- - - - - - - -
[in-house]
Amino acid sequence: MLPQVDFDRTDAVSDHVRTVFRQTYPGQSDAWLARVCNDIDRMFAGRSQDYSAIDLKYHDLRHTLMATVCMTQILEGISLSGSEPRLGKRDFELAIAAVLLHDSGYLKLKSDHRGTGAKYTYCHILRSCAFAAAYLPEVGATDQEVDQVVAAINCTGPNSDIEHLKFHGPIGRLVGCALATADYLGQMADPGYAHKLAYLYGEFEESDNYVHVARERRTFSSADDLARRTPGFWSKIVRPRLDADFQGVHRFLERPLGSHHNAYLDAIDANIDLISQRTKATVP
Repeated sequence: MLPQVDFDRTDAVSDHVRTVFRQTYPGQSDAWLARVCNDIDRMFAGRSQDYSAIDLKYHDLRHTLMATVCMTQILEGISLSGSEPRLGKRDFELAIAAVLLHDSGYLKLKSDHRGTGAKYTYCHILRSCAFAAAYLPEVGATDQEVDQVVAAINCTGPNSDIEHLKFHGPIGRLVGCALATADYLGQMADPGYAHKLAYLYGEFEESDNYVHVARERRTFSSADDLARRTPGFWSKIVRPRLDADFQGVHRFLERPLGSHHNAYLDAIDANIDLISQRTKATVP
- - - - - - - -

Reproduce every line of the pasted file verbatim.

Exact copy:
[in-house]
Amino acid sequence: MLPQVDFDRTDAVSDHVRTVFRQTYPGQSDAWLARVCNDIDRMFAGRSQDYSAIDLKYHDLRHTLMATVCMTQILEGISLSGSEPRLGKRDFELAIAAVLLHDSGYLKLKSDHRGTGAKYTYCHILRSCAFAAAYLPEVGATDQEVDQVVAAINCTGPNSDIEHLKFHGPIGRLVGCALATADYLGQMADPGYAHKLAYLYGEFEESDNYVHVARERRTFSSADDLARRTPGFWSKIVRPRLDADFQGVHRFLERPLGSHHNAYLDAIDANIDLISQRTKATVP
Repeated sequence: MLPQVDFDRTDAVSDHVRTVFRQTYPGQSDAWLARVCNDIDRMFAGRSQDYSAIDLKYHDLRHTLMATVCMTQILEGISLSGSEPRLGKRDFELAIAAVLLHDSGYLKLKSDHRGTGAKYTYCHILRSCAFAAAYLPEVGATDQEVDQVVAAINCTGPNSDIEHLKFHGPIGRLVGCALATADYLGQMADPGYAHKLAYLYGEFEESDNYVHVARERRTFSSADDLARRTPGFWSKIVRPRLDADFQGVHRFLERPLGSHHNAYLDAIDANIDLISQRTKATVP